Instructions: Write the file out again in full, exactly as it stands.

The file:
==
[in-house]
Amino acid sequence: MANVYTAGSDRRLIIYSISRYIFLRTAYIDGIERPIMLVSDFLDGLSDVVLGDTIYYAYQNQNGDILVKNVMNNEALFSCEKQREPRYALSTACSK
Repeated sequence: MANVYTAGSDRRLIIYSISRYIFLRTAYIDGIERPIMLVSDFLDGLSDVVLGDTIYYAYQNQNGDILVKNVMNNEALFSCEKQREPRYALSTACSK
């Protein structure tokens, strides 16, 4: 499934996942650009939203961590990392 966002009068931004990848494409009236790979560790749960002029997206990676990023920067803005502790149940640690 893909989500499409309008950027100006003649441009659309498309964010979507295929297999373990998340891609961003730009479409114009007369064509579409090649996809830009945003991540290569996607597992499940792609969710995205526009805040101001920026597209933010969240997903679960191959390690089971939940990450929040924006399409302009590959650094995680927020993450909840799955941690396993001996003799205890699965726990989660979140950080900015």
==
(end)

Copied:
[in-house]
Amino acid sequence: MANVYTAGSDRRLIIYSISRYIFLRTAYIDGIERPIMLVSDFLDGLSDVVLGDTIYYAYQNQNGDILVKNVMNNEALFSCEKQREPRYALSTACSK
Repeated sequence: MANVYTAGSDRRLIIYSISRYIFLRTAYIDGIERPIMLVSDFLDGLSDVVLGDTIYYAYQNQNGDILVKNVMNNEALFSCEKQREPRYALSTACSK
């Protein structure tokens, strides 16, 4: 499934996942650009939203961590990392 966002009068931004990848494409009236790979560790749960002029997206990676990023920067803005502790149940640690 893909989500499409309008950027100006003649441009659309498309964010979507295929297999373990998340891609961003730009479409114009007369064509579409090649996809830009945003991540290569996607597992499940792609969710995205526009805040101001920026597209933010969240997903679960191959390690089971939940990450929040924006399409302009590959650094995680927020993450909840799955941690396993001996003799205890699965726990989660979140950080900015």